In Jammu and Kashmir, infiltrations are attempted throughout the year across the high, snow mountains, the plains, river beds and drains. Therefore, if the frontline force does not succeed because of the mountain, terrain and geography in apprehending anybody who seeks to come in, highly trained militants and terrorists penetrate the hinterland. It becomes the responsibility of everybody physically present in that area, sector, subsector to offer great amount of coordination and collective effort in order to secure the borders.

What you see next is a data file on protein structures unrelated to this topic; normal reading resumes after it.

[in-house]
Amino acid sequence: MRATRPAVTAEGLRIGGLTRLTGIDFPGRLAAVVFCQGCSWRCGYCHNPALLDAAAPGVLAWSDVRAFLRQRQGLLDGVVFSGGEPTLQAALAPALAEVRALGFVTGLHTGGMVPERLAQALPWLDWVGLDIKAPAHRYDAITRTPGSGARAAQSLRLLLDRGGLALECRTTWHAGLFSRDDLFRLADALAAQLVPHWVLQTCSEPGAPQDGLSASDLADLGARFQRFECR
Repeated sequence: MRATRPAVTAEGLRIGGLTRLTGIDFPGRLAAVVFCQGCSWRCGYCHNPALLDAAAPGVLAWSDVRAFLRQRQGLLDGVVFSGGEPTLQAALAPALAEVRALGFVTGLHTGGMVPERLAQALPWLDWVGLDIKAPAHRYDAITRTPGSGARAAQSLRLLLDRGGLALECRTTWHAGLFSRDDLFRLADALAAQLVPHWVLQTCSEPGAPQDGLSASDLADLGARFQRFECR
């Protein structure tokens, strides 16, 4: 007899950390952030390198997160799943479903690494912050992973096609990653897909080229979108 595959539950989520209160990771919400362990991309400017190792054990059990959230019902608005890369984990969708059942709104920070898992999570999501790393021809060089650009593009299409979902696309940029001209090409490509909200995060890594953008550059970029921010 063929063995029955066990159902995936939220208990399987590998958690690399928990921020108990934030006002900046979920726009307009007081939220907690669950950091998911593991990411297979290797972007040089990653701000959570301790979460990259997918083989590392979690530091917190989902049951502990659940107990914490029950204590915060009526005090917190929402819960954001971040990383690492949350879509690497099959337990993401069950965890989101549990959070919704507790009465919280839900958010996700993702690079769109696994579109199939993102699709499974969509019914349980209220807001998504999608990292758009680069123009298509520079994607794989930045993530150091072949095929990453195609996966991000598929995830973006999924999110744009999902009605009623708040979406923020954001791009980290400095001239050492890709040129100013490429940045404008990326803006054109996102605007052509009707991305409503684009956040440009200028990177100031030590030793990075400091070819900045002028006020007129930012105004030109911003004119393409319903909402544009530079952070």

Borders need much larger investments, allocations and attention. From 2012 onwards we had four successful attacks from Pakistan into our territories. We have deficiencies along the borders. We need a national security policy which details on security management. We need enormous involvement and cohesive coordinated functioning between the centre and the states on national security management.
(This article is the gist of the speech delivered by Mr N. N. Vohra, Hon’ble Governor of Jammu and Kashmir at the Conference on ‘Home Land Security 2016 – Smart Border Management’ on 6th September, 2016.)